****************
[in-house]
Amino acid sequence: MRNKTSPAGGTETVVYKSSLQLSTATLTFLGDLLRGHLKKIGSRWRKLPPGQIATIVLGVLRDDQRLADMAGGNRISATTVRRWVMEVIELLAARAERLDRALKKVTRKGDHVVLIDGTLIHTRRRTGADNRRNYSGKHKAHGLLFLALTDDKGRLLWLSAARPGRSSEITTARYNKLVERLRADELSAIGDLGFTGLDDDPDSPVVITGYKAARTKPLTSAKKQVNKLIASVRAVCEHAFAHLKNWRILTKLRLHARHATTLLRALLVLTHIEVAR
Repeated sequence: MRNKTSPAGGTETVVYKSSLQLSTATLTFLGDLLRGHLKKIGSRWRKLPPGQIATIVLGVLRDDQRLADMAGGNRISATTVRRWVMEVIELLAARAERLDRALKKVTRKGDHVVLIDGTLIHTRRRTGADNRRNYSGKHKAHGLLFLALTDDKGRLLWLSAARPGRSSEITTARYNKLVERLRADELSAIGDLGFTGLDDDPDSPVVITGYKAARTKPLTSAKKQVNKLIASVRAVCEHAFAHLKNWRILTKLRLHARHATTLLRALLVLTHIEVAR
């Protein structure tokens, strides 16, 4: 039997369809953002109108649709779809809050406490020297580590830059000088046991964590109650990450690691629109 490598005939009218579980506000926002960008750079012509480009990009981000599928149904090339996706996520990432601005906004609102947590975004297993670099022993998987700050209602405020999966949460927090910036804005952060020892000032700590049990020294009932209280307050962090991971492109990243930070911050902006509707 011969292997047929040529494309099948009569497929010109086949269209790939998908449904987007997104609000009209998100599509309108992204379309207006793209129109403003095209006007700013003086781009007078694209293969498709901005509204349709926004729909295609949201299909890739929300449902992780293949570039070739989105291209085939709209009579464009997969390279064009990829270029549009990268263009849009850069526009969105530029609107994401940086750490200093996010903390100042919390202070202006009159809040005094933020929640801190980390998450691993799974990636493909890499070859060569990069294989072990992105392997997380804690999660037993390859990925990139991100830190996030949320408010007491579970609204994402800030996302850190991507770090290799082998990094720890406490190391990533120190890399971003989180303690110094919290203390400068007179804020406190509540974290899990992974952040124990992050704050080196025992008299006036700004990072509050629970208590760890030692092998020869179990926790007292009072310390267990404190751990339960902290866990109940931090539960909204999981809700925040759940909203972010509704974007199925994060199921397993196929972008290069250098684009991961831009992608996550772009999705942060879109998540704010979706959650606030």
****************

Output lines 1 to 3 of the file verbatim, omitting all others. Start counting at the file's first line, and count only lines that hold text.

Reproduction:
[in-house]
Amino acid sequence: MRNKTSPAGGTETVVYKSSLQLSTATLTFLGDLLRGHLKKIGSRWRKLPPGQIATIVLGVLRDDQRLADMAGGNRISATTVRRWVMEVIELLAARAERLDRALKKVTRKGDHVVLIDGTLIHTRRRTGADNRRNYSGKHKAHGLLFLALTDDKGRLLWLSAARPGRSSEITTARYNKLVERLRADELSAIGDLGFTGLDDDPDSPVVITGYKAARTKPLTSAKKQVNKLIASVRAVCEHAFAHLKNWRILTKLRLHARHATTLLRALLVLTHIEVAR
Repeated sequence: MRNKTSPAGGTETVVYKSSLQLSTATLTFLGDLLRGHLKKIGSRWRKLPPGQIATIVLGVLRDDQRLADMAGGNRISATTVRRWVMEVIELLAARAERLDRALKKVTRKGDHVVLIDGTLIHTRRRTGADNRRNYSGKHKAHGLLFLALTDDKGRLLWLSAARPGRSSEITTARYNKLVERLRADELSAIGDLGFTGLDDDPDSPVVITGYKAARTKPLTSAKKQVNKLIASVRAVCEHAFAHLKNWRILTKLRLHARHATTLLRALLVLTHIEVAR